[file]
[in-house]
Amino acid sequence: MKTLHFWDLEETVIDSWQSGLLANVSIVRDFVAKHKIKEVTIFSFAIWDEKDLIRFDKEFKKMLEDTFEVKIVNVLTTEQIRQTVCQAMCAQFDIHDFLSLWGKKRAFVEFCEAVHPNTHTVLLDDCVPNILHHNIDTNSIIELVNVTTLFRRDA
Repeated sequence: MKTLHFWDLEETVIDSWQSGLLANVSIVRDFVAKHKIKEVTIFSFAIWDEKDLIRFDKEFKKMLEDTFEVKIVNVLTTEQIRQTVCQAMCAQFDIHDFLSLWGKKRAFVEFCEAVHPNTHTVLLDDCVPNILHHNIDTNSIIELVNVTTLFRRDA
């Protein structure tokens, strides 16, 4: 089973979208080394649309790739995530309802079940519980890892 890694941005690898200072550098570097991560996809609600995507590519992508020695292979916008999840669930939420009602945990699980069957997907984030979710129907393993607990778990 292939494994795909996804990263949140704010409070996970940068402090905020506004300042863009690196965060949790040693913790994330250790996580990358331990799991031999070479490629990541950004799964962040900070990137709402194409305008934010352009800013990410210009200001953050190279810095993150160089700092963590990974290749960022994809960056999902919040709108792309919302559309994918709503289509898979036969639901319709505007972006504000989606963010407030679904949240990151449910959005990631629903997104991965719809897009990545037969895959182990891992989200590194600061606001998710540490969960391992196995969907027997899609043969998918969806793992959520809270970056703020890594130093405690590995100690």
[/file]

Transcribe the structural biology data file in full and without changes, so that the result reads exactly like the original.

[in-house]
Amino acid sequence: MKTLHFWDLEETVIDSWQSGLLANVSIVRDFVAKHKIKEVTIFSFAIWDEKDLIRFDKEFKKMLEDTFEVKIVNVLTTEQIRQTVCQAMCAQFDIHDFLSLWGKKRAFVEFCEAVHPNTHTVLLDDCVPNILHHNIDTNSIIELVNVTTLFRRDA
Repeated sequence: MKTLHFWDLEETVIDSWQSGLLANVSIVRDFVAKHKIKEVTIFSFAIWDEKDLIRFDKEFKKMLEDTFEVKIVNVLTTEQIRQTVCQAMCAQFDIHDFLSLWGKKRAFVEFCEAVHPNTHTVLLDDCVPNILHHNIDTNSIIELVNVTTLFRRDA
């Protein structure tokens, strides 16, 4: 089973979208080394649309790739995530309802079940519980890892 890694941005690898200072550098570097991560996809609600995507590519992508020695292979916008999840669930939420009602945990699980069957997907984030979710129907393993607990778990 292939494994795909996804990263949140704010409070996970940068402090905020506004300042863009690196965060949790040693913790994330250790996580990358331990799991031999070479490629990541950004799964962040900070990137709402194409305008934010352009800013990410210009200001953050190279810095993150160089700092963590990974290749960022994809960056999902919040709108792309919302559309994918709503289509898979036969639901319709505007972006504000989606963010407030679904949240990151449910959005990631629903997104991965719809897009990545037969895959182990891992989200590194600061606001998710540490969960391992196995969907027997899609043969998918969806793992959520809270970056703020890594130093405690590995100690």